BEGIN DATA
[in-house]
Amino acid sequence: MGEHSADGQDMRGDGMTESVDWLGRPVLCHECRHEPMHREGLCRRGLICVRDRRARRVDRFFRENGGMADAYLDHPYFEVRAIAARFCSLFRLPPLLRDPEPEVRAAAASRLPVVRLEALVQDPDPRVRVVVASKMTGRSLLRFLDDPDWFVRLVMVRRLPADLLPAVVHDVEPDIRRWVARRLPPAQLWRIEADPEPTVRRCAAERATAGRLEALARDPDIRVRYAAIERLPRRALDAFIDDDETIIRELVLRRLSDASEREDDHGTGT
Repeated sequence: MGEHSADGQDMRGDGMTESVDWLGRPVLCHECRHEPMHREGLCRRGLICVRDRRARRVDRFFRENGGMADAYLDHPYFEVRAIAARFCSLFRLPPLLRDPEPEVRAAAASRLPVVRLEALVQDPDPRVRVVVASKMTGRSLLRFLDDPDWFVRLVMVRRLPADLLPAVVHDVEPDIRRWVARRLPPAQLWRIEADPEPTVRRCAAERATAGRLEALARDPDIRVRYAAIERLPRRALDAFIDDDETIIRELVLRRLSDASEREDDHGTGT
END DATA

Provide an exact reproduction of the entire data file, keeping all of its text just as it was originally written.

[in-house]
Amino acid sequence: MGEHSADGQDMRGDGMTESVDWLGRPVLCHECRHEPMHREGLCRRGLICVRDRRARRVDRFFRENGGMADAYLDHPYFEVRAIAARFCSLFRLPPLLRDPEPEVRAAAASRLPVVRLEALVQDPDPRVRVVVASKMTGRSLLRFLDDPDWFVRLVMVRRLPADLLPAVVHDVEPDIRRWVARRLPPAQLWRIEADPEPTVRRCAAERATAGRLEALARDPDIRVRYAAIERLPRRALDAFIDDDETIIRELVLRRLSDASEREDDHGTGT
Repeated sequence: MGEHSADGQDMRGDGMTESVDWLGRPVLCHECRHEPMHREGLCRRGLICVRDRRARRVDRFFRENGGMADAYLDHPYFEVRAIAARFCSLFRLPPLLRDPEPEVRAAAASRLPVVRLEALVQDPDPRVRVVVASKMTGRSLLRFLDDPDWFVRLVMVRRLPADLLPAVVHDVEPDIRRWVARRLPPAQLWRIEADPEPTVRRCAAERATAGRLEALARDPDIRVRYAAIERLPRRALDAFIDDDETIIRELVLRRLSDASEREDDHGTGT